Surgical instruments. Image: Wellcome Library, London

When we think about conditions experienced by convicts and settlers in the first years of colonial Hobart, it is very easy to fall into the trap of the usual line: everyone had a rotten time, all convicts were illiterate, exploited, badly treated and they died young and miserable.

Deeper investigation of the early history of Hobart shows that things were not as bad as common mythology would have you believe.

With this in mind, and considering the 200th anniversary of the opening of the Hobart General Hospital, it’s a good time to look further into the state of the medical care in the early days of British settlement in Hobart.

I fully expected to find a different story to the usual assumptions of a scene of grime, suffering and deprivation. Surely things weren’t as bad as all that? Of course, compared to the conditions we enjoy today, the medical care for Hobartians in the first 20 years of the settlement would have been basic, but I expected things to have been on par with the other colonies. A little surge of local pride prompted my hope that medical care here in colonial Hobart was considered better than most Australian settlements.

I have been horribly disappointed.

How bad was it?

Medical care in colonial Hobart was terrible in 1804 and things didn’t really improve for the next 20 years.

David Collins. Image: TAHO

In February 1804, Hobart was settled by Governor David Collins (1756 – 1810). He brought with him 441 people, including 3 medical officers and a hospital assistant. On arrival many of them were on the sick list, suffering from scurvy and diarrhoea. They had departed England in April 1803 in order to establish a settlement at Port Philip on the south coast of Victoria, arriving there in October. Collins was disappointed with the area. The sandy soil wasn’t suitable for farming, much of it was swamp and there was little fresh water. After three months of struggle and illness due to tainted water and a shortage of fresh food, Collins removed everyone to Risdon Cove on the Derwent River in Van Diemen’s Land, to see what Lieutenant John Bowen (1780 – 1827) had been up to since he started his tiny British settlement there in 1803.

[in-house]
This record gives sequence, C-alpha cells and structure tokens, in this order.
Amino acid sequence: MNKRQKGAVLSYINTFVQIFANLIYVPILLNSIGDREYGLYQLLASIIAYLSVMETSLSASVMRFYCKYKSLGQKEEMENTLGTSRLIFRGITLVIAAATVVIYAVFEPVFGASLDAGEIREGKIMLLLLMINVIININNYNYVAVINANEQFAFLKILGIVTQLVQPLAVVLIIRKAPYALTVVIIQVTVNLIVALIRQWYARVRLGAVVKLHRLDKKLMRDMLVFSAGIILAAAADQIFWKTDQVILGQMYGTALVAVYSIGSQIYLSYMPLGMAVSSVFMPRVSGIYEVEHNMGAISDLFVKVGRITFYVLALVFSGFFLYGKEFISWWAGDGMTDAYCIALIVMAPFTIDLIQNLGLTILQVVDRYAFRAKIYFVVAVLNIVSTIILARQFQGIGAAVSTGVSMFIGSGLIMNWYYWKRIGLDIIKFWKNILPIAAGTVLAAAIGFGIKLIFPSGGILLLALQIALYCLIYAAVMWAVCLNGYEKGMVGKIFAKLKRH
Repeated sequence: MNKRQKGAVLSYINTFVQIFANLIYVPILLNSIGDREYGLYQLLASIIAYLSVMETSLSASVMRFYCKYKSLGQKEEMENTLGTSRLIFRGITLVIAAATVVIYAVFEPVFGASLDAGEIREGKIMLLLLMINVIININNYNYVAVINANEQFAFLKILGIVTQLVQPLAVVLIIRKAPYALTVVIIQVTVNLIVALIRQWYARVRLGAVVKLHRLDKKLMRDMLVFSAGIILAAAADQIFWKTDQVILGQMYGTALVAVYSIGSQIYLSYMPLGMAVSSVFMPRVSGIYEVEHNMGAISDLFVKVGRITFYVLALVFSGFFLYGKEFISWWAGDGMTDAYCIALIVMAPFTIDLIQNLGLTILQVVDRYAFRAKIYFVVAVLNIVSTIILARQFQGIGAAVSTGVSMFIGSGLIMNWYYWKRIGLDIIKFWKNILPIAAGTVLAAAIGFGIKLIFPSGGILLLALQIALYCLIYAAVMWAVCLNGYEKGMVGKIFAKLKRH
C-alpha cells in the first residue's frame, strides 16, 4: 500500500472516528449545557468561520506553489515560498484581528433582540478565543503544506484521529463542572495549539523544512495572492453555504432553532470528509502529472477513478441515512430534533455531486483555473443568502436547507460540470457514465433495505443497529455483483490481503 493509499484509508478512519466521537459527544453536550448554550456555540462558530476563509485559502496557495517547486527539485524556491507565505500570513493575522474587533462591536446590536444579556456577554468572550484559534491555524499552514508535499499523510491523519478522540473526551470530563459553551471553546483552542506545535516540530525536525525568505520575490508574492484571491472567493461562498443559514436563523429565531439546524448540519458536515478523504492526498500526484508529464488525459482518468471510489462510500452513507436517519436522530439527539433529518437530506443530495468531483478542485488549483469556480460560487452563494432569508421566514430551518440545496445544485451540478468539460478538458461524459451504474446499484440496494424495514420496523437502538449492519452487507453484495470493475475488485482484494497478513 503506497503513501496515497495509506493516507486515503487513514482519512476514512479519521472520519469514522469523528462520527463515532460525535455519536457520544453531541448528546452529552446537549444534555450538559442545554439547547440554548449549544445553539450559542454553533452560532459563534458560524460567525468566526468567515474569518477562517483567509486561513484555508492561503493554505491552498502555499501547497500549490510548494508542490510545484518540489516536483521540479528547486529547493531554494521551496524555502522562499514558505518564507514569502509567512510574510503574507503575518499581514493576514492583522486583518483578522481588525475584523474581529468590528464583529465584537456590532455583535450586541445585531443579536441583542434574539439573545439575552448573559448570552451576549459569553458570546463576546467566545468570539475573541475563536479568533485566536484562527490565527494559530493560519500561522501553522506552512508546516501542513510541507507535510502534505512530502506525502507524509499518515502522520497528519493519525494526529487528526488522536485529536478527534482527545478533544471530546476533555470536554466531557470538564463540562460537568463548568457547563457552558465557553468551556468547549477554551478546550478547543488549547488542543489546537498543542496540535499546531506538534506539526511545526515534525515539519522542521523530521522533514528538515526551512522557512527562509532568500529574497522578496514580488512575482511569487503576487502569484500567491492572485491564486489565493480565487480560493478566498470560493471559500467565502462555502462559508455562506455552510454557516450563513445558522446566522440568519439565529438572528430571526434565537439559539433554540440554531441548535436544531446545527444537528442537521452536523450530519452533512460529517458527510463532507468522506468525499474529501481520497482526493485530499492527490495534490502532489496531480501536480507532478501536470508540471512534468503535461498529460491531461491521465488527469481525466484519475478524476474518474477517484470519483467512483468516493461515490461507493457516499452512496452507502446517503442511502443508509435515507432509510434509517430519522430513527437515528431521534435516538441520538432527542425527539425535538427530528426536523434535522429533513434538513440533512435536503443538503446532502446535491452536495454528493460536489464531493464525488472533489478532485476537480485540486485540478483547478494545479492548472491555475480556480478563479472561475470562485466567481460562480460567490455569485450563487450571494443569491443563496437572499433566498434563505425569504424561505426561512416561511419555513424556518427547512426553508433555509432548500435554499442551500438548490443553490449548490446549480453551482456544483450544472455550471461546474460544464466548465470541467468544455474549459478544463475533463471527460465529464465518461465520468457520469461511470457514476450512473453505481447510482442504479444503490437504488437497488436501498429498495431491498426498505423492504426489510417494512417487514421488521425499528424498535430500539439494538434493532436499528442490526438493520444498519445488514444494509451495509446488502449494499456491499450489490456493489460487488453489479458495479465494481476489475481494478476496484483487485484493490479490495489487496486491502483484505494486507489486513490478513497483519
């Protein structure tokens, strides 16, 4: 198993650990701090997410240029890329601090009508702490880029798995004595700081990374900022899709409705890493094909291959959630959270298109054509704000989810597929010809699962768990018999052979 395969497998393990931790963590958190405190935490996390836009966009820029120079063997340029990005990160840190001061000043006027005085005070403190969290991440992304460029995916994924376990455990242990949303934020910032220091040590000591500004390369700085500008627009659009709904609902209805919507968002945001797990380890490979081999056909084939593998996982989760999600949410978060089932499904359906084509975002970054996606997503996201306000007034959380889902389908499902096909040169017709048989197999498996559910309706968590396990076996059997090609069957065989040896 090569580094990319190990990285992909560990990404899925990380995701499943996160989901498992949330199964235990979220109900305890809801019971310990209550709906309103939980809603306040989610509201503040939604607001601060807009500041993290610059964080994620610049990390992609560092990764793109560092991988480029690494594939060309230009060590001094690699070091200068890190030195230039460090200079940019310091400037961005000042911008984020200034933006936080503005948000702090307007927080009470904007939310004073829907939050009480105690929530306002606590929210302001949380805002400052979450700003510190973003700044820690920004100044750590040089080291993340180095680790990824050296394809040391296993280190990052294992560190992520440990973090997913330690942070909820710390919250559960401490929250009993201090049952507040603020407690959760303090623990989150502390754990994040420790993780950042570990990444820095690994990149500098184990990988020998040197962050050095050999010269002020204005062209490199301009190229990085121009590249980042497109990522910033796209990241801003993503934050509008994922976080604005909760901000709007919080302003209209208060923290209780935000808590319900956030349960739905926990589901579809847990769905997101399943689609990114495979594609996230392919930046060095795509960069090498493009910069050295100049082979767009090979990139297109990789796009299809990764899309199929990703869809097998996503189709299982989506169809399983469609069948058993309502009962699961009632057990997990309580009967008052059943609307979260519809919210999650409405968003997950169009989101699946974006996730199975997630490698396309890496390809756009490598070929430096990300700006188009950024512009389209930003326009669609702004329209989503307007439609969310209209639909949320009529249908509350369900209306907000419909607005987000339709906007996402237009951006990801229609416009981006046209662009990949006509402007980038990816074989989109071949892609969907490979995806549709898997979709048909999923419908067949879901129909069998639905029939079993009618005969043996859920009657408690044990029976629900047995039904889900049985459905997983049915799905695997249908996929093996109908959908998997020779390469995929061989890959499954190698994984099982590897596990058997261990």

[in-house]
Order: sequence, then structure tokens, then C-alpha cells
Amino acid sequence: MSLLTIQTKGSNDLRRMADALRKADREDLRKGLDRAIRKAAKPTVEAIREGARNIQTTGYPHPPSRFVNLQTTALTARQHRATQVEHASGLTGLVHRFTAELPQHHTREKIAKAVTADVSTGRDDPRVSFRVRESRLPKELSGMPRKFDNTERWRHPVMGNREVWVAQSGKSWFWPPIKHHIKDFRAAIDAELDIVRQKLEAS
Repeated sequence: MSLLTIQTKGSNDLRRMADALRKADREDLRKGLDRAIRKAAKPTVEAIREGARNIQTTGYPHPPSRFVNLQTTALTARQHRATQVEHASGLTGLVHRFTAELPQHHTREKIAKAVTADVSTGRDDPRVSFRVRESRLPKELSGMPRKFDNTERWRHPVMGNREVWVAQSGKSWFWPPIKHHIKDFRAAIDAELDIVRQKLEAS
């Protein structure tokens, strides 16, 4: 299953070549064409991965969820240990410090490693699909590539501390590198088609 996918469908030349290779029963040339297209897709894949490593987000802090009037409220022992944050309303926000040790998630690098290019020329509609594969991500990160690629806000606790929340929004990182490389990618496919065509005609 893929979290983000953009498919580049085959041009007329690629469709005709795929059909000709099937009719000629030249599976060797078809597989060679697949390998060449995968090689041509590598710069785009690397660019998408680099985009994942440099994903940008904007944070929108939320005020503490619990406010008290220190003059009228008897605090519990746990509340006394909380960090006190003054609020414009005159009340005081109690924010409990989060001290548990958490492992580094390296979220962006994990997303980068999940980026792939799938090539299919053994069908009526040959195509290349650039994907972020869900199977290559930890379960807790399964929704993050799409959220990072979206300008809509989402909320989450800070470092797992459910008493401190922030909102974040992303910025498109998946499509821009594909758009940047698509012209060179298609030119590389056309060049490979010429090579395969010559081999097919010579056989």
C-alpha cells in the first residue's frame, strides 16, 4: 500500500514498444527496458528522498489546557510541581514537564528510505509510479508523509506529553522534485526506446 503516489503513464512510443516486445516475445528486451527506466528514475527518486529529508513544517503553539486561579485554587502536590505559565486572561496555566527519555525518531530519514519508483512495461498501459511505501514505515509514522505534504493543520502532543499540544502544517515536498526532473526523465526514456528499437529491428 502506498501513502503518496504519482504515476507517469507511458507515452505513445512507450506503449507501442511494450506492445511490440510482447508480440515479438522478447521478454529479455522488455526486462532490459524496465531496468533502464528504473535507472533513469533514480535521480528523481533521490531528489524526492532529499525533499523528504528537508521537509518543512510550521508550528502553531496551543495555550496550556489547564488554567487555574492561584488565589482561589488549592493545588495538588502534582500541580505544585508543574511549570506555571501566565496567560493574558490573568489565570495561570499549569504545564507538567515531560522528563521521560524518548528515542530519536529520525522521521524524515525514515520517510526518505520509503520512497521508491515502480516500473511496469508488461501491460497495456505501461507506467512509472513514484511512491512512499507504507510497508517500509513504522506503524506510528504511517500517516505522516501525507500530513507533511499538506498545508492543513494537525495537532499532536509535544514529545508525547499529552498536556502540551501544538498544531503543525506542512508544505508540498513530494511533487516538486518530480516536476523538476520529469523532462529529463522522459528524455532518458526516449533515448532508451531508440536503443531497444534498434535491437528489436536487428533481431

John Bowen. Image: State Library of Victoria

Here too, Collins found the soil to be poor and the water scarce, so he rejected the Risdon Cove site and moved his Port Phillip evacuees across the river to Sullivan’s Cove and so established the settlement of Hobart.

From the start conditions were difficult. Collins had to deal with a month of rain which caused coughs and colds, sending many to their sick beds. At least there was a good supply of fresh water from the Hobart Rivulet along which they pitched their tents – and into which they tipped their sewerage. The resulting poor sanitation meant nearly everyone came down with diarrhoea. The hospital tent was inadequate to the demands and the medical officers had little in the way of effective medicine and equipment to help the sick.

Each of the medical officers had been supplied with a chest containing medical instruments. When unpacked the medical instruments were old, second hand and mostly superseded. Collins wrote letters of complaint to London and the suppliers of the medical equipment, when asked for an explanation, were dismissive of his complaints that he had been given old, rusty implements.  One supplier stated that the equipment was modern enough for the purposes of a convict colony, the same as would be fit for any hospital in the Royal Navy. A concession was made that yes, perhaps some of the shipment may have been a bit rusty, but that couldn’t be helped: the medical equipment had sat in London’s waterfront storehouses for a long time because no one else wanted it.

In the late 1700s, men who trained as surgeons served as an apprentice to a master for five to seven years, and if they could afford it, they would attend lectures and demonstrations.

1839 Anatomy Lecture, Hunterian School, Glasgow. Image: Wellcome Library

This was followed by admission to a Guild, which granted a licence to practice. The now qualified surgeon could practice in small towns, join the Army or Navy or apply for a civil Government position in the colonies.

Blood letting and lancing boils. Image: Science Museum UK

The day to day work of the surgeon at this time did not involve high risk operations. The majority of their work was minor and non-invasive, such as lancing boils, dressing minor wounds, pulling teeth, trussing ruptures and treating skin conditions like ulcers. The surgeons understood their limits and avoided dramatic procedures like amputations. They knew the risks of shock, blood loss and infection and so avoided cutting into the patient whenever possible. Fatality rates at the hands of surgeons were low. The majority of sick people would be cared for by family members in their own homes and the ailments treated by surgeons were done using low-level intervention, medicines and management.